- A sales agent will find buyers in return for a commission on sales. Find out how many other products the agent handles. Too many products could see your product lost among the others. Agents also tend to push products that offer the most commission.
- A distributor will buy your products from you and on-sell them with a mark-up, so you’re likely to have less control over pricing. Check the track records of both agents and distributors and consider a trial period first.
- A joint venture with a local business can give you access to established customers and markets.
- Opening a branch office overseas is usually the most expensive option. Exporters often reserve this option for when other methods have established strong, sustainable sales and they need more control over issues such as after-sales service.
- Selling online is the lowest cost option, but may not work for your product or service type. You’ll also need to research internet trading regulations to stay on the right side of the law in your target market.
Service and backup
What will you need in the way of product or service warranties, spares, after-sales service or a help desk? What insurance cover do you need? Some markets like the USA are highly litigious, so you may need expert advice on product liability issues.
It can be difficult finding your way around a foreign market, particularly if there are language issues. Austrade may be able to help you find interpreters and other facilitators such as agents who can deal with customs and shipping clearances in foreign ports.
Identify the most suitable mode of transport for your goods and assess the cost. You might need to consider the climate of the countries the goods pass through or the best way to transport perishable or fragile goods.
Freight forwarders offer a comprehensive goods transport service and may be able to save you costs by consolidating your goods with other consignments if you only need to ship a part-container load. A forwarder also assumes responsibility for documentation and bookings for air, rail, shipping and road transport.
Ask your business colleagues or your trade or industry association to recommend suitable businesses.
Avoid the pitfalls
The potential pitfalls include:
- Home market neglect. Be careful of neglecting existing customers in the excitement of developing an export market. You may need to delegate staff to cover some of your domestic market duties to ensure revenues don’t fall.
- Money risks. International trade transactions can be tricky. Pitfalls include currency volatility, the creditworthiness of your overseas customers and time lags between shipment and getting paid. Talk to your NAB Small Business Banker about the comprehensive range of products on offer to help you manage your transactions and help protect you from the impact of currency, commodity and interest rate fluctuations.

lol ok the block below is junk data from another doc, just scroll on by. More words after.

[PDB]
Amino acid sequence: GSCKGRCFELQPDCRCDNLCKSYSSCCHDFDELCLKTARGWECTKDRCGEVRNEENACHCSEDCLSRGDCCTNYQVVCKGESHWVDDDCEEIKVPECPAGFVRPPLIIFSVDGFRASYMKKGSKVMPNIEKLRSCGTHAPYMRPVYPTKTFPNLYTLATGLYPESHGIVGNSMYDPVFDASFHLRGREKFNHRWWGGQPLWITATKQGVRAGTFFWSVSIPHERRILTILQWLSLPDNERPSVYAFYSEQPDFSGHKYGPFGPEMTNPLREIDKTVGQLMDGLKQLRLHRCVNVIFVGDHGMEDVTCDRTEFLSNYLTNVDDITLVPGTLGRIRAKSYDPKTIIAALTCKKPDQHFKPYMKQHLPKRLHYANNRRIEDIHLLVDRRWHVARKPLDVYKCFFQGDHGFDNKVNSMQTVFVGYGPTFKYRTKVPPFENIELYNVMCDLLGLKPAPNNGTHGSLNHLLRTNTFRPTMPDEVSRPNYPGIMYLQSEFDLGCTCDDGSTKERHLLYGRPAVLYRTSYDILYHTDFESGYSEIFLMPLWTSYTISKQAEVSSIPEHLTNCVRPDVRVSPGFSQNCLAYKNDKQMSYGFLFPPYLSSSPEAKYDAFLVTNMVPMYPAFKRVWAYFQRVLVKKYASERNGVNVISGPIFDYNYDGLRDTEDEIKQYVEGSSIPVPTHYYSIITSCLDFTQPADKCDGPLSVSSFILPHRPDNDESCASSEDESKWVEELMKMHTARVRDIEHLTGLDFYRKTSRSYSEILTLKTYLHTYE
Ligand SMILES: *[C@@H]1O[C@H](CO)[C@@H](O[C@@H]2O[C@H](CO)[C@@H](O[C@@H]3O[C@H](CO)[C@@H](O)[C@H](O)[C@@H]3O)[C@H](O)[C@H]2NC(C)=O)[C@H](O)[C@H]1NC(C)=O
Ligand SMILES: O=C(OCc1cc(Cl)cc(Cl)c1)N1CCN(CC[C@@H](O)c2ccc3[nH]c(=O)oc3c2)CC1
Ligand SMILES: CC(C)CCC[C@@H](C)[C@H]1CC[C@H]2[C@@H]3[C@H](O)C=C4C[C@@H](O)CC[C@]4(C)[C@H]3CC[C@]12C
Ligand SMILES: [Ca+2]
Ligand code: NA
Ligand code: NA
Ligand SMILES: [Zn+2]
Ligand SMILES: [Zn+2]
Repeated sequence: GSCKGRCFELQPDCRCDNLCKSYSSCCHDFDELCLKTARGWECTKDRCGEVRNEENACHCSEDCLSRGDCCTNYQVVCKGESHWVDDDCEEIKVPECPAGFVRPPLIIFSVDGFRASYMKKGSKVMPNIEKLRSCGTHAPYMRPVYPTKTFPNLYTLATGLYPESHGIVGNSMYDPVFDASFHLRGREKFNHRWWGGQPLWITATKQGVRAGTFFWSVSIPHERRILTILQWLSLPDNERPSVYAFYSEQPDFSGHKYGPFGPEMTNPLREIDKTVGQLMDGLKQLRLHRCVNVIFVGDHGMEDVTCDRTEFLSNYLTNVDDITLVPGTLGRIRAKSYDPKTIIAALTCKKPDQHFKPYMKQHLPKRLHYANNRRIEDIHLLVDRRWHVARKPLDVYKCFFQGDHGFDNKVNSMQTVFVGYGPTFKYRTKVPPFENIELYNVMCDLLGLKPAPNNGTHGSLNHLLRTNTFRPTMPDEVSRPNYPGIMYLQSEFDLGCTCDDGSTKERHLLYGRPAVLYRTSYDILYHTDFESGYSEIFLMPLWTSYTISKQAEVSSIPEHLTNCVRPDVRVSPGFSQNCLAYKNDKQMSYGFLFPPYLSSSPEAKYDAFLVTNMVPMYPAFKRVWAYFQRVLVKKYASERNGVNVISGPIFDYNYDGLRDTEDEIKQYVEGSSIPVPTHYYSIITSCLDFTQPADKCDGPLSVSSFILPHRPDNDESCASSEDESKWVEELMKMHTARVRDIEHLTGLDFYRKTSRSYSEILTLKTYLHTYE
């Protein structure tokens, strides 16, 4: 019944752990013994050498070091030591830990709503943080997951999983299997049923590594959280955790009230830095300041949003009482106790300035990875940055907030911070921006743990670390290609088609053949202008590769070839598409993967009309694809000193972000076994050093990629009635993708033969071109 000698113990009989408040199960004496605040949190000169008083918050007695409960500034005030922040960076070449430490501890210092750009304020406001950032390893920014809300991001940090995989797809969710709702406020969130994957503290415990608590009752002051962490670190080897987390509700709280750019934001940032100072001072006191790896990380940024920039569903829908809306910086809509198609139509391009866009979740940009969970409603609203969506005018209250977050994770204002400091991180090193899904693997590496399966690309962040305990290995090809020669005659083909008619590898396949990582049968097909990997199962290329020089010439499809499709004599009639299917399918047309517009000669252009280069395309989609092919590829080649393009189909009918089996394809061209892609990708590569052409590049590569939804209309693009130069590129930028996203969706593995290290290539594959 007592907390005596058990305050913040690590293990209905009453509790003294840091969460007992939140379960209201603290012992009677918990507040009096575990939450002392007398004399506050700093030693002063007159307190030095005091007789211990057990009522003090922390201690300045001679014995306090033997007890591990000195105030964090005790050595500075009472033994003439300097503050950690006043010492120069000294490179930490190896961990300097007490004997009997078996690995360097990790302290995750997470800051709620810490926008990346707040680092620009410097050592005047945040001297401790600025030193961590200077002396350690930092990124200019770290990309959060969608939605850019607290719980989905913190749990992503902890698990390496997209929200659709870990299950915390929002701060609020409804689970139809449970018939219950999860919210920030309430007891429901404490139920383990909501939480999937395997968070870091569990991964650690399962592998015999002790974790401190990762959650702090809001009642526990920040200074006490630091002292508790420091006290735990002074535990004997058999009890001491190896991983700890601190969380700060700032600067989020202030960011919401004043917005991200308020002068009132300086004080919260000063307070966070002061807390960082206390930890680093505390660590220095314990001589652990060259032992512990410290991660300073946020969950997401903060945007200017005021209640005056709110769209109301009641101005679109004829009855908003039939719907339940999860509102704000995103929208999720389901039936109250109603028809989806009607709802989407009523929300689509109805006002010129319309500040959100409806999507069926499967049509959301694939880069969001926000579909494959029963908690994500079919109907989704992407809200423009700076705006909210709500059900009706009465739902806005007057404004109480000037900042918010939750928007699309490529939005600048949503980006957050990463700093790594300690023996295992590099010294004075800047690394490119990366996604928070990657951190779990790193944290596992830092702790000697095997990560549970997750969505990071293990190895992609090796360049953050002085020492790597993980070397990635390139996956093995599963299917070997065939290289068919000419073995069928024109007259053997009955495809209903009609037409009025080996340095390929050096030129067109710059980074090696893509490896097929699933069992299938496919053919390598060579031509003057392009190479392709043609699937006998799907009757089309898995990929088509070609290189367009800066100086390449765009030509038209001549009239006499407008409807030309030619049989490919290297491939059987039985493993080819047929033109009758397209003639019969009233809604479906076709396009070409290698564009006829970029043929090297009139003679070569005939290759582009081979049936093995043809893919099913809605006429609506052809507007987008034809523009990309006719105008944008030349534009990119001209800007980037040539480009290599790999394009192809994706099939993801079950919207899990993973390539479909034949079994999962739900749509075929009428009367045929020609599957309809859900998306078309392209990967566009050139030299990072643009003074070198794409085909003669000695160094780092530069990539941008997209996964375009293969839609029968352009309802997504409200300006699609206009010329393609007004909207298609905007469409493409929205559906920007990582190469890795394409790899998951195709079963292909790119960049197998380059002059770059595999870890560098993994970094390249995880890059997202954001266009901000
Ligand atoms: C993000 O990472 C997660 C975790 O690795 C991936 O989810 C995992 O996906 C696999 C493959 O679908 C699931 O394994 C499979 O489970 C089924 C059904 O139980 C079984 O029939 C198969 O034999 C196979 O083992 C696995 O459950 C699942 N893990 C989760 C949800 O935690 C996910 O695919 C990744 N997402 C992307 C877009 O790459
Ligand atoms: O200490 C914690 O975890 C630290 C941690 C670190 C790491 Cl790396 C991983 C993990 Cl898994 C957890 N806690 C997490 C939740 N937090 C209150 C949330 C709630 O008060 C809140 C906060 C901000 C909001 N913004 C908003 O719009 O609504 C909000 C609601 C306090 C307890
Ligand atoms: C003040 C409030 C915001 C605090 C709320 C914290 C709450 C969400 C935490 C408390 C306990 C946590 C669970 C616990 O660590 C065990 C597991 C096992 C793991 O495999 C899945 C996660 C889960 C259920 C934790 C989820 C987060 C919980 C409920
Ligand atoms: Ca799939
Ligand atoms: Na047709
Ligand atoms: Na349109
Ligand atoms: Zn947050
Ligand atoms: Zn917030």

Once you’ve done your homework, put your findings and decisions in an export plan that fits within the framework of your existing business plan. This might help you get any funding you may need. It’s recommended you create an export cash flow forecast that identifies all your anticipated likely costs before you commit to an export deal.
Exporting usually requires a medium to long-term commitment to repay the effort and investment. Don’t imagine you can crack new markets quickly. There’s no real substitute for face-to-face negotiations. Get to know the local market and understand its needs. You might have to travel frequently or spend months negotiating a deal, so allocate sufficient business time and money to exporting.
- List all of the potential issues you’ll face when exporting for the first time and then create solutions for each of these.
- Check out our International trade section.
- Browse the Austrade website and review the Federal Government’s section on exporting.
- Visit IP Australia and the World Intellectual Property Organisation (WIPO) website for information on protecting IP in foreign markets.
- Contact a Business Enterprise Centre or Chamber of Commerce about export workshops you can attend.
Please note that this is a guide only and should neither replace competent advice, nor be taken, or relied upon as financial or professional advice. Seek professional advice before making any decision that could affect your business.
Download Guide – How to start exporting (PDF – 645KB)
You may also be interested in:
How to write a business plan (How to guide)
Discover some ways to help you prepare and present an effective business plan and why committing your business plan to writing can benefit your business.
How to successfully negotiate contracts (Training)
Contract negotiation is common in all businesses. Learn the factors to consider and steps to take to increase the likelihood of a more favourable outcome.
SWOT Analysis template (PDF 591KB) (Tool)
Assess your business’s strengths, weaknesses, opportunities and threats to assist your business planning.